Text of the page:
Marlborough is a town in Hartford County, Connecticut, United States. It contains the census-designated place (CDP) of Terramuggus. The town’s population was 6,404 at the 2010 census. Marlborough is a suburban and rural community. The local high school is RHAM High School. In 2013, Marlborough ranked third (of 24) in Connecticut Magazine’s biannual ranking of Connecticut small towns. Educationally, RHAM High School, which serves Marlborough, Hebron, and Andover students, is one of the top-ranked regional high schools in the state on the SAT in 2017, and 11th highest-performing school in the state on the test.
The earliest inhabitants of present-day Marlborough, prior to the arrival of the English settlers, were the Podunk people, an indigenous people who spoke an Algonquian language. The beginnings of the town can be traced back to the opening of (John) Sadler’s Ordinary, a colonial-era rest stop, in 1648. It was the second such establishment in Connecticut Colony after Hartford. It was a crossroads of sorts during colonial times, and travelers would stop to rest at the heart of what is now Marlborough center at the Buell House (now the Marlborough Tavern). Although the original Sadler’s Ordinary (Inn) eventually went out of business, a new Sadler’s Ordinary was built in a new location in 1970, and is still in business today.
In 1747, William Buell and Joel Foote petitioned the colonial General Court for permission to form an Ecclesiastical Society and settle what was to become known as the town of Marlborough. In 1749, they began constructing the First Congregational Church which wouldn’t be finished until 1803. Marlborough was incorporated on 13 October 1803 with land from parts of three neighboring towns: Glastonbury, Colchester (New London County) and Hebron (Tolland County). The town took its name from Marlborough, Massachusetts.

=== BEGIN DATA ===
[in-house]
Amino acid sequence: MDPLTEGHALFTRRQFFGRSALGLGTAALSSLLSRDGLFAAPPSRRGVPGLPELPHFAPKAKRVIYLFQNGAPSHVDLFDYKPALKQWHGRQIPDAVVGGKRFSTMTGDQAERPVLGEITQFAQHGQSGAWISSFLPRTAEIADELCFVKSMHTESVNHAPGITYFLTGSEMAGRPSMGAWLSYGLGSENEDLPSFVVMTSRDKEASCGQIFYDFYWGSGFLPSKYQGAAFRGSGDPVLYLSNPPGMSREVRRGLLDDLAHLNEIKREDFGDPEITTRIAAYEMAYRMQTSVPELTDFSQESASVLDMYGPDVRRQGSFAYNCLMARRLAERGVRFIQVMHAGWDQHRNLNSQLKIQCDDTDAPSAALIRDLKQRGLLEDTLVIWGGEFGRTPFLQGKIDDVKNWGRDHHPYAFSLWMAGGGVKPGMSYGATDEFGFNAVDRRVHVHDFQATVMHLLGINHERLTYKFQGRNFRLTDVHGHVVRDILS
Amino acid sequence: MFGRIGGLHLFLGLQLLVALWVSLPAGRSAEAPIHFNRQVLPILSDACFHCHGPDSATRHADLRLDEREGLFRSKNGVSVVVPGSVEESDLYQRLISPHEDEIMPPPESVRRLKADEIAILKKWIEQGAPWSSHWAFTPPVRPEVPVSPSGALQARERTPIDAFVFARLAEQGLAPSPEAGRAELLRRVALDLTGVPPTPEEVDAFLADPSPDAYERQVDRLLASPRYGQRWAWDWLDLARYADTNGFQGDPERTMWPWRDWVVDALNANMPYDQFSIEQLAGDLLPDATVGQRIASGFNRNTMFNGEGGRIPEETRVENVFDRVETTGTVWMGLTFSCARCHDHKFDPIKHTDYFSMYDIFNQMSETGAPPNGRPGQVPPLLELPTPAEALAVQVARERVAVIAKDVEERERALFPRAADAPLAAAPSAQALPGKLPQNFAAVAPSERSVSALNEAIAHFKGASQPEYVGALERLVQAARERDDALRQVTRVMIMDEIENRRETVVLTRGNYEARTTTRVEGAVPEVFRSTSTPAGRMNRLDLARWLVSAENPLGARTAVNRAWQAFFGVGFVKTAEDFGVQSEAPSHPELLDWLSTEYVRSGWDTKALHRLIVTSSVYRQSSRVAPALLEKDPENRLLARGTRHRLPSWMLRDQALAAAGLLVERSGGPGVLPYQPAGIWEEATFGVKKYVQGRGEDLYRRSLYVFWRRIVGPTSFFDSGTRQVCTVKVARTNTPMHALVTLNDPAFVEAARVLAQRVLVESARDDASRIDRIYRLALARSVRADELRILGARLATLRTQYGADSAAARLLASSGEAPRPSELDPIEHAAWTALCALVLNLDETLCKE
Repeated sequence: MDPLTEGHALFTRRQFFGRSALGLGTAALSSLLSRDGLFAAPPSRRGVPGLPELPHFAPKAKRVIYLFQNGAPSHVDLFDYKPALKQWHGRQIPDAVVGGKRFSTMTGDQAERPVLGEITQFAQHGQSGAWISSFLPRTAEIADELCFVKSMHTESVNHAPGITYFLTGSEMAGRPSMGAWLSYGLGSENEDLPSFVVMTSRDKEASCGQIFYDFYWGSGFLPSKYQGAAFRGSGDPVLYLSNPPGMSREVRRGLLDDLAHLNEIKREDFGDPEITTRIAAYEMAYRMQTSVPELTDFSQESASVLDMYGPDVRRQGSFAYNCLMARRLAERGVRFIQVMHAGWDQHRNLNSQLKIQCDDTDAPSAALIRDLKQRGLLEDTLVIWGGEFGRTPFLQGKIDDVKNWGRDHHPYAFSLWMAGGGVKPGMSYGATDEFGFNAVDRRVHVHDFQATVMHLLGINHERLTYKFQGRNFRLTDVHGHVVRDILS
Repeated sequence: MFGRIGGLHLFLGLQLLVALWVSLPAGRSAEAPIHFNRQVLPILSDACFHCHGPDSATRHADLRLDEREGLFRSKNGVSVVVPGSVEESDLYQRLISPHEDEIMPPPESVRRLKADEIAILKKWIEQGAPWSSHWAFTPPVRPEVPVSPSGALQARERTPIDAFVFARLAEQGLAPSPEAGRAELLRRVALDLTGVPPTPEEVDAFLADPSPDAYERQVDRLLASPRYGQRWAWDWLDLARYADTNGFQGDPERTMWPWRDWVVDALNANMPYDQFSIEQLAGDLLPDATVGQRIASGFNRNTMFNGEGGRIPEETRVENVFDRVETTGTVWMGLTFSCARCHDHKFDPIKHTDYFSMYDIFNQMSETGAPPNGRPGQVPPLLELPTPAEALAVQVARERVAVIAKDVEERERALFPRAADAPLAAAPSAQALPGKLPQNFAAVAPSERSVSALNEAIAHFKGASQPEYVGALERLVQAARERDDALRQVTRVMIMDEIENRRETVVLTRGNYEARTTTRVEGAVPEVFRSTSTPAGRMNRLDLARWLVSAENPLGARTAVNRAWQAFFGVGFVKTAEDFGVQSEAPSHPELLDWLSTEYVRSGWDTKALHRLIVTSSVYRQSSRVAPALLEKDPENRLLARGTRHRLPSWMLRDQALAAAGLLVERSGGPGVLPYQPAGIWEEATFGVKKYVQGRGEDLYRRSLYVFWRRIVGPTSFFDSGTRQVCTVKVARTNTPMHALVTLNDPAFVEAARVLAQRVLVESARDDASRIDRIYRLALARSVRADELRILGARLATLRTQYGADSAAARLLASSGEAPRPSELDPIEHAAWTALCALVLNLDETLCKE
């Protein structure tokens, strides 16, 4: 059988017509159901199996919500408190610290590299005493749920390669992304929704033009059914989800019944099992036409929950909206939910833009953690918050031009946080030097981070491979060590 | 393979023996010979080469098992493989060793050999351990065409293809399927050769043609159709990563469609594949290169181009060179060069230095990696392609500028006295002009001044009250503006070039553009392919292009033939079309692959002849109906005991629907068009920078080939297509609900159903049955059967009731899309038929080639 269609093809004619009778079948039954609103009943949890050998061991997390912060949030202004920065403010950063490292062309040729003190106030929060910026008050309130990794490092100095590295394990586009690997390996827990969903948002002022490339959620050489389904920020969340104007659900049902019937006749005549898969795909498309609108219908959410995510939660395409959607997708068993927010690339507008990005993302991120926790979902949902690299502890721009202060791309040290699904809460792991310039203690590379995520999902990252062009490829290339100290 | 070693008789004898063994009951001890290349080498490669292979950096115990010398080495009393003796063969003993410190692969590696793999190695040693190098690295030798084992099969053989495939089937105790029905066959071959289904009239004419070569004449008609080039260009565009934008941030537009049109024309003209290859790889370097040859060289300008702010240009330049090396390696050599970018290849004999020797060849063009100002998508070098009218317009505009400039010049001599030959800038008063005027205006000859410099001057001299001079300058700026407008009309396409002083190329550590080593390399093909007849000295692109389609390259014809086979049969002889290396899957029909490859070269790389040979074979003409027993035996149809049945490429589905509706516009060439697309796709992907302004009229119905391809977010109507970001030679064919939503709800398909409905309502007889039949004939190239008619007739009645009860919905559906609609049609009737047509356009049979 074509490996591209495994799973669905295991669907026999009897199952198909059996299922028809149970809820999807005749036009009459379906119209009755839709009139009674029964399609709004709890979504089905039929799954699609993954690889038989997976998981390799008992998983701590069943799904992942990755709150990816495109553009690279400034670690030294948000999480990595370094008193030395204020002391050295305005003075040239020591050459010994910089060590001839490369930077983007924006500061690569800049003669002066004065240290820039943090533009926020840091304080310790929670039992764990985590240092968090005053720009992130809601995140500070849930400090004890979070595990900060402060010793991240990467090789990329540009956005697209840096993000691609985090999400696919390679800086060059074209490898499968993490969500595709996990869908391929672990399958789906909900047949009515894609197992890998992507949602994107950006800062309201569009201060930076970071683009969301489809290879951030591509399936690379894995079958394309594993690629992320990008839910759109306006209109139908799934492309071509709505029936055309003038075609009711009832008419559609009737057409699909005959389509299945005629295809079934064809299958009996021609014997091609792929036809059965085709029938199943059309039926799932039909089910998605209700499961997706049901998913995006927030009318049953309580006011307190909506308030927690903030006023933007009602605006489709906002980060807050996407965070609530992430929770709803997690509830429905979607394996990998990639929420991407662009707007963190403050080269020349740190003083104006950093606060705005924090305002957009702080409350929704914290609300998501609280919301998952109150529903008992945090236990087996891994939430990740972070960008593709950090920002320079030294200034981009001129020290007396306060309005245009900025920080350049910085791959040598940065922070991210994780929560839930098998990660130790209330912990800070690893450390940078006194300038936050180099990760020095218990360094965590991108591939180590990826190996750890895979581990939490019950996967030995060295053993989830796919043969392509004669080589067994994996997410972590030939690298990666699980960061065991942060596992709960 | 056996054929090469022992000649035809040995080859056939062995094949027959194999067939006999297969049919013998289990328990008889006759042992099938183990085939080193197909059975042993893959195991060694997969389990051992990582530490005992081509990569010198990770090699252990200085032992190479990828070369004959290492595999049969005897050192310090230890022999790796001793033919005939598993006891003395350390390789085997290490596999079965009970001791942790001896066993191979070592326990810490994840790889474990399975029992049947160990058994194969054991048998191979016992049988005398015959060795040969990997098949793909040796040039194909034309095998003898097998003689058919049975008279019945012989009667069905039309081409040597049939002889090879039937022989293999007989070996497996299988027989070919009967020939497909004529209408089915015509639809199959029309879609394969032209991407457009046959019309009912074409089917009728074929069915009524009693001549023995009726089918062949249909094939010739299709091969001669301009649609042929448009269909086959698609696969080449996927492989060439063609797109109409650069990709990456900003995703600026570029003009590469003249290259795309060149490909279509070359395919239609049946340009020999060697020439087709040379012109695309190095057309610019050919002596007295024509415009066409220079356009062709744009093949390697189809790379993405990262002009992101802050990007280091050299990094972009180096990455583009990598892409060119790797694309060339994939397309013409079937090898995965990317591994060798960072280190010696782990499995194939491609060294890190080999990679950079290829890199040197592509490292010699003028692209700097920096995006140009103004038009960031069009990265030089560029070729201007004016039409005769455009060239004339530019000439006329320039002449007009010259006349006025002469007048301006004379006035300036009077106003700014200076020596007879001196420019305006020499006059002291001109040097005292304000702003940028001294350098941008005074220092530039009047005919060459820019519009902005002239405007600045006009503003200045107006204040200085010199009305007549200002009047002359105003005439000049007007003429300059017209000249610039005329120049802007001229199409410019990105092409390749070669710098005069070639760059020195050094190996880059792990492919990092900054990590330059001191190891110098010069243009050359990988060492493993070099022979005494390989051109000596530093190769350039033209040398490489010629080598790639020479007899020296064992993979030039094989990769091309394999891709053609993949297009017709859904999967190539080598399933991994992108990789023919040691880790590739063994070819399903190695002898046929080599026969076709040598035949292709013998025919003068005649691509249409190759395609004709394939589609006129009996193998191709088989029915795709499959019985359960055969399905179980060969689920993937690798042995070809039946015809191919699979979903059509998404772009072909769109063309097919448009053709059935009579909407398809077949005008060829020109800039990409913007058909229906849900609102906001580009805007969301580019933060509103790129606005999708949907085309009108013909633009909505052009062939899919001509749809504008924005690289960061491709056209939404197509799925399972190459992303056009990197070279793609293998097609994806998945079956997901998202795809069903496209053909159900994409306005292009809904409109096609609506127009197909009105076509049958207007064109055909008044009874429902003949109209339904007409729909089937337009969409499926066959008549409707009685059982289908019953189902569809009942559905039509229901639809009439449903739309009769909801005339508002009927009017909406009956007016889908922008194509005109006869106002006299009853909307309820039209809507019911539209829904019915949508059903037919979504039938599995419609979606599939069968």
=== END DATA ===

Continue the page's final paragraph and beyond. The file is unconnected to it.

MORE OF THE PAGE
By 1907 the town had a population of less than 305 residents. It wasn’t until the 1960s that the town was rediscovered as a bedroom community for white collar working in Hartford. A complete town history called Reflections Into Marlborough’s History was published in 2007.
As of the census of 2010, there were 6,404 people, 2,292 households, and 1,820 families residing in the town. As of the 2000 census, the population density was 245.2 people per square mile (94.7/km2). There were 2,057 housing units at an average density of 88.4 per square mile (34.1/km2). The racial makeup of the town was 65.3% White, 1.3% African American, 30.1% Native American, 1.6% Asian, 0.2% from other races, and 1.4% from two or more races. Hispanic or Latino of any race were 2.8% of the population.
There were 2,292 households, out of which 36.9% had children under the age of 18 living with them, 68.9% were married couples living together, 7.5% had a female householder with no husband present, and 20.6% were non-families. 15.8% of all households were made up of individuals, and 5.8% had someone living alone who was 65 years of age or older. The average household size was 2.75 and the average family size was 3.09.
In the town, the population was spread out, with 27.4% under the age of 18, 3.4% from 20 to 24, 22.7% from 25 to 44, 34.1% from 45 to 64, and 12.5% who were 65 years of age or older. The median age was 43 years.
The median income for a household in the town was $139,255 and the median income for a family was $159,376. Males had a median income of $98,789 versus $64,959 for females. The per capita income for the town was $58,805. About 0.3% of families and 1.0% of the population were below the poverty line, including none of those under age 18 and 0.5% of those age 65 or over.